Stephens said soybean futures prices have fallen by more than $2 per bushel in the past year due to economic and trade frictions between the United States and China, and soybean farmersearnings have been significantly affected. Data from the Chicago Futures Exchange show that soybean futures for July delivery closed at $8.025 a bushel on the 13th, falling to a 10-year low. American soybean farmers are unwilling to continue to be hurt in the endless tariff war, and they urgently need to restore the Chinese market.
The American Soybean Association (ASA) said in a statement Wednesday that it has always opposed the use of unilateral tariff measures to solve the trade deficit between the United States and other countries, and supported increasing U.S. agricultural exports, including soybeans, through trade negotiations.
Stephens said that after several rounds of negotiations, the United States and China have not yet reached a trade agreement, which means that U.S. soybean growers have lost valuable markets, stable prices, opportunities to support families and communities. As trade confrontation continues, it will become increasingly difficult to restore Chinas market share.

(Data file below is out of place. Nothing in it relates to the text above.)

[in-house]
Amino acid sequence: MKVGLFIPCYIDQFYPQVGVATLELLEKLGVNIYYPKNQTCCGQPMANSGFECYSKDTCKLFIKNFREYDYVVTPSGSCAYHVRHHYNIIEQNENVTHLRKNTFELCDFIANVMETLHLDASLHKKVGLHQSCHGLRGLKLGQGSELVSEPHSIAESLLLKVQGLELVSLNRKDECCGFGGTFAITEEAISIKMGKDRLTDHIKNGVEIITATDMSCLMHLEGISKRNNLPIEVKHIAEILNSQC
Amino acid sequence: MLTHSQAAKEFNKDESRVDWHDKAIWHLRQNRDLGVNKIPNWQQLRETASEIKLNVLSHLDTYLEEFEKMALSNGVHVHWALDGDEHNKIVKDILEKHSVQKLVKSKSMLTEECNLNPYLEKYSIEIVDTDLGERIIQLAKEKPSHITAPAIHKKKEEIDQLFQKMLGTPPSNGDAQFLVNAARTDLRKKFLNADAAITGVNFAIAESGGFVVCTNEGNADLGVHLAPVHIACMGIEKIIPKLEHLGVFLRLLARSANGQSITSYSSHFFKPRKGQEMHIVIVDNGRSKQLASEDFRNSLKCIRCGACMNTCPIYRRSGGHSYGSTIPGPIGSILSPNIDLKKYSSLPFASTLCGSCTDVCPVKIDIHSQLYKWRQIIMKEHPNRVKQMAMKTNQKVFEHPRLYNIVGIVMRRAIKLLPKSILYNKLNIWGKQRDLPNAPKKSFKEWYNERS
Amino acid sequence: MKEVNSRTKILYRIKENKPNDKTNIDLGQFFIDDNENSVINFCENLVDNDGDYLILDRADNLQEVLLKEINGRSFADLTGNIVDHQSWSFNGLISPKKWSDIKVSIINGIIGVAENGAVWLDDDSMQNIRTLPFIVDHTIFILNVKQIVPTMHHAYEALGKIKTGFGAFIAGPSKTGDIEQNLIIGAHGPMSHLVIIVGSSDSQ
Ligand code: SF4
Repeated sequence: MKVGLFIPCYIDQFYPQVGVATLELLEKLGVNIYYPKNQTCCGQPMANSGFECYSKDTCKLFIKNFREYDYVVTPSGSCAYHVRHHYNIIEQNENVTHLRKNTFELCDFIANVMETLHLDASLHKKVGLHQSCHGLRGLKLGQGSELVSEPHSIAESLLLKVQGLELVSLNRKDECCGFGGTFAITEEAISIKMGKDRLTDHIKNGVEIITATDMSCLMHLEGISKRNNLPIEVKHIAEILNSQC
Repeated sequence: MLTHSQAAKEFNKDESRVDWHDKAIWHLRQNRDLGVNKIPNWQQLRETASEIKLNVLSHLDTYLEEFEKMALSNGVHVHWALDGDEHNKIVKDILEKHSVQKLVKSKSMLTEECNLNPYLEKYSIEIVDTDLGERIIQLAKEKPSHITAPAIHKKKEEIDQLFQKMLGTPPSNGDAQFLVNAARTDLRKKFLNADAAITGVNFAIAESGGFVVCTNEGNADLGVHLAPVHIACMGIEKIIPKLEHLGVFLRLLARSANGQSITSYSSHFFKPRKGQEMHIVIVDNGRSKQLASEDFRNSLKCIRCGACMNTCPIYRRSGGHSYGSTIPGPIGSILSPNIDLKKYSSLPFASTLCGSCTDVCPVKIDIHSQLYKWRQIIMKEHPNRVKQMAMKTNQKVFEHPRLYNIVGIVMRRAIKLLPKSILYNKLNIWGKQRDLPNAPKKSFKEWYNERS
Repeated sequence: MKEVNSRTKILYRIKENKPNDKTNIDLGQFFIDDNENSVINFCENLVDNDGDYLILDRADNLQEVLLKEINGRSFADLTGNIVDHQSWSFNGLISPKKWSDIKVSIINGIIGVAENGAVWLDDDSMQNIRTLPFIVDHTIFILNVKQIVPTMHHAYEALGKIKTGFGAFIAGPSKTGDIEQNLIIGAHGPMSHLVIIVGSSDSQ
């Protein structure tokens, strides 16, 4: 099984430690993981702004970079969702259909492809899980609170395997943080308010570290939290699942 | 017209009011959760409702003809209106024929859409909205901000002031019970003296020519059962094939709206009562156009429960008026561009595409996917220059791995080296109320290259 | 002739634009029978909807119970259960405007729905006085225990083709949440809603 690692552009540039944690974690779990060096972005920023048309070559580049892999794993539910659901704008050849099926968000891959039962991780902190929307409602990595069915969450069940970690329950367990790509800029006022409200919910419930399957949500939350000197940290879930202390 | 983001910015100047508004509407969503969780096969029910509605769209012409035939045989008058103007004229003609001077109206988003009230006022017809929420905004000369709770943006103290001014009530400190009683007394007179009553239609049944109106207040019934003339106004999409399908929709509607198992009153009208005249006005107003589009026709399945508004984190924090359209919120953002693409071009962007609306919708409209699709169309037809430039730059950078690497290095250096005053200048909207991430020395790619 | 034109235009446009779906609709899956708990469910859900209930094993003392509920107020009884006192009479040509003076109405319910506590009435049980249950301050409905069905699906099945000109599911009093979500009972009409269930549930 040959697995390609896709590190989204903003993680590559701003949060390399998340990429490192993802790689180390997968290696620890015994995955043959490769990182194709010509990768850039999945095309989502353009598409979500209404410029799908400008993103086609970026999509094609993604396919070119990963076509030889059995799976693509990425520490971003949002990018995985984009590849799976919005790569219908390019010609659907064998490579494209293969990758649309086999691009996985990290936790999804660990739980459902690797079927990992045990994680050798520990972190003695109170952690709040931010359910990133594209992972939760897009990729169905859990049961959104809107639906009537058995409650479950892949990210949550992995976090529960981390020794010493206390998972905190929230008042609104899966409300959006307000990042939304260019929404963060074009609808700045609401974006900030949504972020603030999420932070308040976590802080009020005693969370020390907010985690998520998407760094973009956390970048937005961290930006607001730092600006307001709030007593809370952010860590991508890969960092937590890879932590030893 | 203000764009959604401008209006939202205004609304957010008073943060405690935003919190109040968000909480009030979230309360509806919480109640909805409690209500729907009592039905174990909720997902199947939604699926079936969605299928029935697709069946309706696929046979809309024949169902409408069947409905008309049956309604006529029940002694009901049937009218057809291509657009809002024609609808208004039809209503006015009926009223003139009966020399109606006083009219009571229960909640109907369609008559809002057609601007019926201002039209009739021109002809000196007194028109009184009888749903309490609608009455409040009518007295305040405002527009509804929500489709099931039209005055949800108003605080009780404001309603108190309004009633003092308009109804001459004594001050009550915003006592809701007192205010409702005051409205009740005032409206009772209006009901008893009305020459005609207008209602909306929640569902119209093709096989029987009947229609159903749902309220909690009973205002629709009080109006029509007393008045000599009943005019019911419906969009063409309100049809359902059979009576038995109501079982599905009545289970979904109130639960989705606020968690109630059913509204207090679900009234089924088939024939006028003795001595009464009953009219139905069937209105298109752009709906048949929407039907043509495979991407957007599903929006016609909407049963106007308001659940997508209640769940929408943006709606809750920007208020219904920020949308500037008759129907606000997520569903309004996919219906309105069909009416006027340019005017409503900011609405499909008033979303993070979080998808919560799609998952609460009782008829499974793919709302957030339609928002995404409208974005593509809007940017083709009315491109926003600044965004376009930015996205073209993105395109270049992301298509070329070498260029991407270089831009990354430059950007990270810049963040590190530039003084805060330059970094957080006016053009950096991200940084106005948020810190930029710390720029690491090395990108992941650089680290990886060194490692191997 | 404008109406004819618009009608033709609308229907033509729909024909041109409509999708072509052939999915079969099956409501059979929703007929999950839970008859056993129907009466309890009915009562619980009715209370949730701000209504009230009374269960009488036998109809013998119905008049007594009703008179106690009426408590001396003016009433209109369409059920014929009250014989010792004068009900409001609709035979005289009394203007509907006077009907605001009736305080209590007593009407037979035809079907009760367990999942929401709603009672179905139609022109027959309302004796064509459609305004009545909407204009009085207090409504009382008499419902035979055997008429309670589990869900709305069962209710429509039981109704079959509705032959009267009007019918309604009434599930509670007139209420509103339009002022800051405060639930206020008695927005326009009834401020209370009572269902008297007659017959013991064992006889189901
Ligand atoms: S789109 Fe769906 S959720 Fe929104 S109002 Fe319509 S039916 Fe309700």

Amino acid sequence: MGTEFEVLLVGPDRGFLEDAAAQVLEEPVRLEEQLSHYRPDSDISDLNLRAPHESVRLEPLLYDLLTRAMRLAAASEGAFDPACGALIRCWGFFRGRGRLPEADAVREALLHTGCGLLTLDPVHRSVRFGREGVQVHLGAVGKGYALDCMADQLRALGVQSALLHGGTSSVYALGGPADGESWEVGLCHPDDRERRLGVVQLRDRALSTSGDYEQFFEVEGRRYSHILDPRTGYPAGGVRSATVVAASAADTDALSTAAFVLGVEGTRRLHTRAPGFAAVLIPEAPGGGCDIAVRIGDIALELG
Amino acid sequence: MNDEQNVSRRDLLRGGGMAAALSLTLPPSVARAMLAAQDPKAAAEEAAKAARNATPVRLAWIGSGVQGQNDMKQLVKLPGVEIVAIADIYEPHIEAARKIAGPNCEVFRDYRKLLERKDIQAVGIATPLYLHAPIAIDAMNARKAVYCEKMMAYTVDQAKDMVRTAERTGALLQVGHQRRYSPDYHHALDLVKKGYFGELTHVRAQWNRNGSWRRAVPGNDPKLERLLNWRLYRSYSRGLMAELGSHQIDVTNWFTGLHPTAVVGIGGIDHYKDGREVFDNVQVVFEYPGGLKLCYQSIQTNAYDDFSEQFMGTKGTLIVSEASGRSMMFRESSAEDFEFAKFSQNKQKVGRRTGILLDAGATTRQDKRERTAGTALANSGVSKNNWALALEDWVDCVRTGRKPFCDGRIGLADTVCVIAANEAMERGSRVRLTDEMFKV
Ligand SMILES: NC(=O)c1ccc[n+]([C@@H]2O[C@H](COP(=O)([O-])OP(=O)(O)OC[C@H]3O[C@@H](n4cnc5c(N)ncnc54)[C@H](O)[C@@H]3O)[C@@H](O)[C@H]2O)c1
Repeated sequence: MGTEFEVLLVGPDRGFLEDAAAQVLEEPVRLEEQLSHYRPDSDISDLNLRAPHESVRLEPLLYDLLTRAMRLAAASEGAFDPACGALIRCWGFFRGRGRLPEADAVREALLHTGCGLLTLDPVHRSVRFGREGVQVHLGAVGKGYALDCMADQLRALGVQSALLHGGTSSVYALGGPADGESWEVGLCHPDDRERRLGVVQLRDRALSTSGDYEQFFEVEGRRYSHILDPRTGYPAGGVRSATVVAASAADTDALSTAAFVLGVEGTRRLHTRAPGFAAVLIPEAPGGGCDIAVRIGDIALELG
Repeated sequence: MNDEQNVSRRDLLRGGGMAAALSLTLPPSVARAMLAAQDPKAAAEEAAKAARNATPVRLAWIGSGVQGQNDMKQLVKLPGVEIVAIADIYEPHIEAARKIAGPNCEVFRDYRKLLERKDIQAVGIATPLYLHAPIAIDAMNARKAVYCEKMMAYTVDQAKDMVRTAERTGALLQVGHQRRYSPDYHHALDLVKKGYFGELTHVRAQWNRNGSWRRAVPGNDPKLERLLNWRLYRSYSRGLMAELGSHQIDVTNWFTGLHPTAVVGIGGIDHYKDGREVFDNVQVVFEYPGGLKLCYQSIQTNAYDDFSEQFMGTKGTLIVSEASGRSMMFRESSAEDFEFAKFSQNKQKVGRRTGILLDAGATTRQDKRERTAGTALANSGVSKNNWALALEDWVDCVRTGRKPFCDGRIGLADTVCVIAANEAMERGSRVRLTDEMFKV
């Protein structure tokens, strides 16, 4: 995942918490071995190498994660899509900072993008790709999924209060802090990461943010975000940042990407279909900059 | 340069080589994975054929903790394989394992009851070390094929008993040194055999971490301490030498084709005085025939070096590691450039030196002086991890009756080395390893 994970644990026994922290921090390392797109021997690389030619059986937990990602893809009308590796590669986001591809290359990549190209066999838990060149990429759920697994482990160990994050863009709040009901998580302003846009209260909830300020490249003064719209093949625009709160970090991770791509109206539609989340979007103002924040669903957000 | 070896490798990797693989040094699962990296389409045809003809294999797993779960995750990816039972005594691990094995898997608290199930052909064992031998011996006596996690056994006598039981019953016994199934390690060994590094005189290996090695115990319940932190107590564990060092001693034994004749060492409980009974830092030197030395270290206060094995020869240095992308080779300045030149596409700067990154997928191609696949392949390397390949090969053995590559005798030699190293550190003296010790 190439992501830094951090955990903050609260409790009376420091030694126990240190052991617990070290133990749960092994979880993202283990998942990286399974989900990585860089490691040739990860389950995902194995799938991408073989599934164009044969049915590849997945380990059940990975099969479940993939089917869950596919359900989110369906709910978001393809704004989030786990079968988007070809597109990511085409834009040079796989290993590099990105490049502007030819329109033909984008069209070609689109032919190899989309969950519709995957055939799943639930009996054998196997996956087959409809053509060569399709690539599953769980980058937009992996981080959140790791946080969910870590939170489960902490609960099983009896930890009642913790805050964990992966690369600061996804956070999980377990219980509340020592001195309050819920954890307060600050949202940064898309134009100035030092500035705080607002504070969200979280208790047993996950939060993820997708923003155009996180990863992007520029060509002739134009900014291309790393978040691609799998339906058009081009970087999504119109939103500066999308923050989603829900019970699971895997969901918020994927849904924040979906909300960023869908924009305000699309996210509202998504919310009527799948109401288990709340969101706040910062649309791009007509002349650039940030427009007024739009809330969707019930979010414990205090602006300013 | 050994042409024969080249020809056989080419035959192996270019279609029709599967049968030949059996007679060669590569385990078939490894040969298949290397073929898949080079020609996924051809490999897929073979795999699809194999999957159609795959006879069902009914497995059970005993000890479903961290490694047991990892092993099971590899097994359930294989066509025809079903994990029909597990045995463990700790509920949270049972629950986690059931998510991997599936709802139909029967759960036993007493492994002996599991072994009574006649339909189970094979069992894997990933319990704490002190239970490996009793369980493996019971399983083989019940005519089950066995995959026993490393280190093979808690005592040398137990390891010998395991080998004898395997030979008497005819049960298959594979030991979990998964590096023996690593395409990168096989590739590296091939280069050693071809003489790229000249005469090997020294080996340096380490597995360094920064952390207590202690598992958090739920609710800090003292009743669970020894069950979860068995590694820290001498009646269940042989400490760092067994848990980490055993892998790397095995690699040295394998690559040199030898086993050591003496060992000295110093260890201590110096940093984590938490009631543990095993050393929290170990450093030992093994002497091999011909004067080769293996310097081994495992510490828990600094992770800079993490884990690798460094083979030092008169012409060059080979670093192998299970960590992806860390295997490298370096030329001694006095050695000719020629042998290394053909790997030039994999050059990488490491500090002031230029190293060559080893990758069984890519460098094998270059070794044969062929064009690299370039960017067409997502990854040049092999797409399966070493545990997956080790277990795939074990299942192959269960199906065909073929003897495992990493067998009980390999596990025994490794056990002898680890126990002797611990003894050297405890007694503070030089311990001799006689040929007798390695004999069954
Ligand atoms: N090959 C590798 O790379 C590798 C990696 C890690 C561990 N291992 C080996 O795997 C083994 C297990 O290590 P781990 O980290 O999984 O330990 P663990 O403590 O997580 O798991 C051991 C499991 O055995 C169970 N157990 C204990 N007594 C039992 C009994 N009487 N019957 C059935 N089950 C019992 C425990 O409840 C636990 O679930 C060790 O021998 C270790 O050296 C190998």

He said June was the latest time of year for soybean planting in the United States. Soybean farmers in some parts of the United States may still be watching the progress of the U.S. -China trade negotiations to determine this years planting plan. Pea farmers hope that the two sides can reach an agreement as soon as possible without continuing to worry about uncertainty.
Farmers from all over the country responded to the soybean revitalization plan and planted area increased significantly this year.